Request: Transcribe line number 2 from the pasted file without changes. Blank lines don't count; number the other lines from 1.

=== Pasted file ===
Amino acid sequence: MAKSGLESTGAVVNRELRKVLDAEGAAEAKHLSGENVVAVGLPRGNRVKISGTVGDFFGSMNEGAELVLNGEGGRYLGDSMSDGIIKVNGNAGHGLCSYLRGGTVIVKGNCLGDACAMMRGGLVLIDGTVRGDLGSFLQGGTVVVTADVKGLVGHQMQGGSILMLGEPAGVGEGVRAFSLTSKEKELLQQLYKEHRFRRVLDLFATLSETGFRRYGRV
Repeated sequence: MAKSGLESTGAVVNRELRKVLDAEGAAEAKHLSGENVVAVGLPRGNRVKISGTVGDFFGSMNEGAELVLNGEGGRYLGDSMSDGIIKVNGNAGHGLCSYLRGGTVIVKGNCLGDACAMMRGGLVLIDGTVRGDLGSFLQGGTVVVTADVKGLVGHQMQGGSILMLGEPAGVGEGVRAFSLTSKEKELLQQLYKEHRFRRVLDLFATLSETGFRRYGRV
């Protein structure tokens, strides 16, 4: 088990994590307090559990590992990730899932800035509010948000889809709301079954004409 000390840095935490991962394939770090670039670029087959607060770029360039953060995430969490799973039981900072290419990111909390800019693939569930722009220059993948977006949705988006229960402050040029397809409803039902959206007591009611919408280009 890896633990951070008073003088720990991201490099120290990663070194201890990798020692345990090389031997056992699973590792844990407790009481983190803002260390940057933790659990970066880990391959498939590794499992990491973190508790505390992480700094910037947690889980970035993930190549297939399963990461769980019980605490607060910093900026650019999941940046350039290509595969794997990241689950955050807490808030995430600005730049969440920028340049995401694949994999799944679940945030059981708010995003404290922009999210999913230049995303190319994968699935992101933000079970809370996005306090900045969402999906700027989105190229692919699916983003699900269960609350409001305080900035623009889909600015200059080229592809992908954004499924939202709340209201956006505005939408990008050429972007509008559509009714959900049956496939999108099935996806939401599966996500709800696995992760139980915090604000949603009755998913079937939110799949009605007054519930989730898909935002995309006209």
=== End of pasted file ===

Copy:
Repeated sequence: MAKSGLESTGAVVNRELRKVLDAEGAAEAKHLSGENVVAVGLPRGNRVKISGTVGDFFGSMNEGAELVLNGEGGRYLGDSMSDGIIKVNGNAGHGLCSYLRGGTVIVKGNCLGDACAMMRGGLVLIDGTVRGDLGSFLQGGTVVVTADVKGLVGHQMQGGSILMLGEPAGVGEGVRAFSLTSKEKELLQQLYKEHRFRRVLDLFATLSETGFRRYGRV